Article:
U.S. Supreme Court
Turner v. Arkansas, 407 U.S. 366 (1972)
Turner v. Arkansas
Decided June 19, 1972
407 U.S. 366
Petitioner received a general verdict of acquittal on an information charging him with murder in the course of a robbery. When petitioner was subsequently indicted for the robbery, his defense, rejected by the state courts, was that constitutional principles of double jeopardy collaterally estopped the State from relitigating those factual issues already determined in his favor, determinations that make his conviction of robbery logically impossible.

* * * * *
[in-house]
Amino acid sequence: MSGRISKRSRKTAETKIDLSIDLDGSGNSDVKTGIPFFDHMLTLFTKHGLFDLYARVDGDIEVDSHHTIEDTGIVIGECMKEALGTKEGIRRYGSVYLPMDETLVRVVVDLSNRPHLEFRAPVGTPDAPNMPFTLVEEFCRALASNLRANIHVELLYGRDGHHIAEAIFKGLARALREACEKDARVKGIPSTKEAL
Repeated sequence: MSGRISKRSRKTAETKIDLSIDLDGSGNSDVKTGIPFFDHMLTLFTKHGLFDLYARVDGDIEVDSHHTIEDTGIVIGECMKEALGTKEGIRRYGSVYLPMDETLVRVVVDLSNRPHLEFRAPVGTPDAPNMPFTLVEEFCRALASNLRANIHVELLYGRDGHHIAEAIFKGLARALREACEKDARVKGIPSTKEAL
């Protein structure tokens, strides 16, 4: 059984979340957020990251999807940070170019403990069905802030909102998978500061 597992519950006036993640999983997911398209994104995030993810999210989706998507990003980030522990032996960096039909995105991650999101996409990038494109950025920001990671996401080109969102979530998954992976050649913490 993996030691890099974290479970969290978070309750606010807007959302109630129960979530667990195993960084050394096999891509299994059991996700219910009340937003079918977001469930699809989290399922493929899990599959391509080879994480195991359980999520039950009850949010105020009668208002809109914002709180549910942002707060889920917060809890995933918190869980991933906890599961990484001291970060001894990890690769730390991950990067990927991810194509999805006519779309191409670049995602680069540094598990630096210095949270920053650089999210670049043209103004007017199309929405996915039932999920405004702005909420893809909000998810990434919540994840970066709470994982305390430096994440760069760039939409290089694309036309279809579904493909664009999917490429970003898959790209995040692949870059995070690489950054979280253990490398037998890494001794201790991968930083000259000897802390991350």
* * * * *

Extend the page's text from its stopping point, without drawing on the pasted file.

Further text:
Held: It must be concluded that the jury (which had been given a charge on accessories) found that petitioner was not present at the robbery-murder scene, thus negating the possibility of a constitutionally valid conviction for the robbery. Ashe v. Swenson, 397 U. S. 436.
Petition for certiorari granted; 251 Ark. 499, 473 S.W.2d 904, reversed and remanded.